National Oceanic and
Atmospheric Administration
United States Department of Commerce

What's New

This map shows the water density (σt = density–1000 kg/m3) and surface currents (black arrows) on the eastern Bering Sea continental shelf as determined from measurements of the ocean temperature and salinity.  White arrows show the total transport (1 Sv=106 m3/s) of water across sections S1-S4. 

September 23, 2016

In the summers of 2008–2010, Dr. Ned Cokelet added rugged instruments to NOAA bottom trawl survey nets on the eastern Bering Sea continental shelf – site of the nation’s most productive fisheries – to measure ocean temperature and salinity at over 350 locations. The results, released in Deep Sea Research II, provide the most comprehensive view to date of the three-dimensional thermohaline structure.  Horizontal variations of the ocean’s mass density, computed from the temperature and salinity measurements, give the ocean currents shown by arrows in the accompanying figure for summer 2010.  The flow was strongest west of the Pribilof and St. Matthew Islands, and there was clockwise circulation around St. Matthew Island.  The upper layer of the ocean was mixed down to less than 30 m over much of the region, but reached depths greater than 70 m along the Alaska Peninsula.  Upper-to-lower layer salinity differences contributed more than temperature to density differences over most of the region.  These observations enhance our understanding of plankton and fish-larval transport and can serve to calibrate predictive computer models of the ecosystem.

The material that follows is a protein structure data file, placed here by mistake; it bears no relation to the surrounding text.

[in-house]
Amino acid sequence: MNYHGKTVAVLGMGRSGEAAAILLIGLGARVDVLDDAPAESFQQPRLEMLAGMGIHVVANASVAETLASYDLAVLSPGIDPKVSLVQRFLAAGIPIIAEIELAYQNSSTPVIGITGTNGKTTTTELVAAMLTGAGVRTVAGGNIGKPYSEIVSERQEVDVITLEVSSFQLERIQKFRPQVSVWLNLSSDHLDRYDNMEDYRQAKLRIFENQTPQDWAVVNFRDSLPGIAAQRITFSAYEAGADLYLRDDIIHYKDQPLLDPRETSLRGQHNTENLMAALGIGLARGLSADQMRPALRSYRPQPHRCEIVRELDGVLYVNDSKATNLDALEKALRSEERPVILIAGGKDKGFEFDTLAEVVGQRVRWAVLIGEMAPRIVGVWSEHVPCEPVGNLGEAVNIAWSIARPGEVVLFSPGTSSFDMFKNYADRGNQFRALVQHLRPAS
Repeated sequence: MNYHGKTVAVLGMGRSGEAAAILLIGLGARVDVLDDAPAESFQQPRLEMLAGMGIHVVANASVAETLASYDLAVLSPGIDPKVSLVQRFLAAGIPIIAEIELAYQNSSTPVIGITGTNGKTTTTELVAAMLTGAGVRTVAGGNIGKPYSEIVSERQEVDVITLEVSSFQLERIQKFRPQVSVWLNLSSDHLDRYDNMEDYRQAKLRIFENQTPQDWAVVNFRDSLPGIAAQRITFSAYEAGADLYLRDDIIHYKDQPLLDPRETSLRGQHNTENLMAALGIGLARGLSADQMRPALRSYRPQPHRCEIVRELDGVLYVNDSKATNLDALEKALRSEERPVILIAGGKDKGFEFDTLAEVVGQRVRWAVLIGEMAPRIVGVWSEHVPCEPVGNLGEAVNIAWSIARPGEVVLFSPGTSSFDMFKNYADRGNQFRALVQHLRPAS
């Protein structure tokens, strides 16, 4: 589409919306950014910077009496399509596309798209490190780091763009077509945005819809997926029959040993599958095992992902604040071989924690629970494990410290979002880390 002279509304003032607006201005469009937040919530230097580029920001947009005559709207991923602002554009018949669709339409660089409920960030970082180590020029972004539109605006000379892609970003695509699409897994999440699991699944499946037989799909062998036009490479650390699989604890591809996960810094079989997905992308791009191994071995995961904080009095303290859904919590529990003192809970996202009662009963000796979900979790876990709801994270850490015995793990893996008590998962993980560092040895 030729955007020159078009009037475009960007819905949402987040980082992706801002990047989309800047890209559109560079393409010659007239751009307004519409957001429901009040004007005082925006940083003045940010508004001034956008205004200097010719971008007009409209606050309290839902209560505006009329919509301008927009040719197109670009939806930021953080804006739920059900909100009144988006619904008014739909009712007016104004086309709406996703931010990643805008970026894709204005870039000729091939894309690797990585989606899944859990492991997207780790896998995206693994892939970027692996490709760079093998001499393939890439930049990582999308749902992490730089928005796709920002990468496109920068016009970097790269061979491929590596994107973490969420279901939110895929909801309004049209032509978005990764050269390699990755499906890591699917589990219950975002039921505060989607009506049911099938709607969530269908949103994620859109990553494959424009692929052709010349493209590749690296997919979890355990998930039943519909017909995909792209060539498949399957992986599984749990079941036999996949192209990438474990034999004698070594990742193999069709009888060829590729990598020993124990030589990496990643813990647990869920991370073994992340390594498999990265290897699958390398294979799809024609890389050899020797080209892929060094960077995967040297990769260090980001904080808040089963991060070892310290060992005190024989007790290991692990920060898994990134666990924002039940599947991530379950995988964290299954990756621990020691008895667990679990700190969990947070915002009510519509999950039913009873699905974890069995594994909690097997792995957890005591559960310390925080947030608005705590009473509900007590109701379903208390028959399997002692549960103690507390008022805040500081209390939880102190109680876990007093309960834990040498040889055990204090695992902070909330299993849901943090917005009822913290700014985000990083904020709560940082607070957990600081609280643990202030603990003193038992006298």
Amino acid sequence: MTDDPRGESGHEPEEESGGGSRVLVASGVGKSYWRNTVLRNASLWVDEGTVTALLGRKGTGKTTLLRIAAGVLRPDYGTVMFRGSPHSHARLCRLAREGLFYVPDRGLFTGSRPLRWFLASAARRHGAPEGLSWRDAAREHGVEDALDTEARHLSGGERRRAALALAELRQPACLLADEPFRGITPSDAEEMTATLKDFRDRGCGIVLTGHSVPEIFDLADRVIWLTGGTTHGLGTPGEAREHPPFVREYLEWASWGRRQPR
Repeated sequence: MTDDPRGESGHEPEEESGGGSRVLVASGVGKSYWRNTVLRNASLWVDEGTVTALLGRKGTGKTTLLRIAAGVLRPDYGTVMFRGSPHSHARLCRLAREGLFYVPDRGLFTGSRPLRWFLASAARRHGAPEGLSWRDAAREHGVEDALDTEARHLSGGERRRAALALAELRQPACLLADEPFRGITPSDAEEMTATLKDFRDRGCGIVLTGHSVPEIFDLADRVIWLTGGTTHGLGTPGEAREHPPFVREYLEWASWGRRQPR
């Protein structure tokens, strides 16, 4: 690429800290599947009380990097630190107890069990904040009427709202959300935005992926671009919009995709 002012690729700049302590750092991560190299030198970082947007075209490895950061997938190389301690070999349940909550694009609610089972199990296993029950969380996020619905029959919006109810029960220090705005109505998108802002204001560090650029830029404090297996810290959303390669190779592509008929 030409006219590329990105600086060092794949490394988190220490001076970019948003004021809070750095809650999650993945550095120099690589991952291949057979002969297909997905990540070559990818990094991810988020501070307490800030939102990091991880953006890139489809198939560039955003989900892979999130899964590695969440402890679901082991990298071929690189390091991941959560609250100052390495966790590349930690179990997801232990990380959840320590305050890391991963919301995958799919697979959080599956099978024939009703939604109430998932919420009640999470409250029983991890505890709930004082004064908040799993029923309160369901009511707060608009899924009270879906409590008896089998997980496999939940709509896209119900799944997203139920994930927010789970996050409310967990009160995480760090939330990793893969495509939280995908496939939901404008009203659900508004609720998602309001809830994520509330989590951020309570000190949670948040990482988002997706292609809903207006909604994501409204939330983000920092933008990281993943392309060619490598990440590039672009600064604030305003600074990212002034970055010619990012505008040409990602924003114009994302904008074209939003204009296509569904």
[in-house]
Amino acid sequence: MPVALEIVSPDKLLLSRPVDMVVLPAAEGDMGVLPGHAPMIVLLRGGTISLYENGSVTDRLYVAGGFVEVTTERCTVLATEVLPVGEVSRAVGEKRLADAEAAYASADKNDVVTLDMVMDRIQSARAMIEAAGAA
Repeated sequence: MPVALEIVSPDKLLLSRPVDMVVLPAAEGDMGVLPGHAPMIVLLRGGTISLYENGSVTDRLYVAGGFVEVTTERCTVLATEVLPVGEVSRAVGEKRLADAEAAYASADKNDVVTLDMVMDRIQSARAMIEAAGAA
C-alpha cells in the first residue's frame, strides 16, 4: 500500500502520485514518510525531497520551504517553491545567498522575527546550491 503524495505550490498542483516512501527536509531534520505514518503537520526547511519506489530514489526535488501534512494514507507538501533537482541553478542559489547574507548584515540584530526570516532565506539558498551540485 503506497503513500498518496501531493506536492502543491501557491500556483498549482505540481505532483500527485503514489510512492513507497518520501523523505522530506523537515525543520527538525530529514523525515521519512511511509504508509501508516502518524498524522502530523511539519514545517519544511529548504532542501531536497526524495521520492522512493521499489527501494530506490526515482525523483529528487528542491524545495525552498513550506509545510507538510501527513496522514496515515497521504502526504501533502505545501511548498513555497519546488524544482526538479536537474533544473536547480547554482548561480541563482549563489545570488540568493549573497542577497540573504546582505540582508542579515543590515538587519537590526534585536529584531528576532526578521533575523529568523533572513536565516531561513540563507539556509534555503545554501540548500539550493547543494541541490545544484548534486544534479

PMEL in the News

September 28, 2016

The devastation of earthquake-generated tsunami waves is well known. Take the Magnitude 9 tsunami that wiped out portions of the northeast Japanese coastline in 2011. Seismologists and other scientists have long warned that a tsunami and Magnitude 9-plus earthquake will hit the Northwest coast....

September 27, 2016

New design standards created by a group of engineers would require that hospitals, police stations and schools be strong and tall enough to survive a tsunami and provide shelter.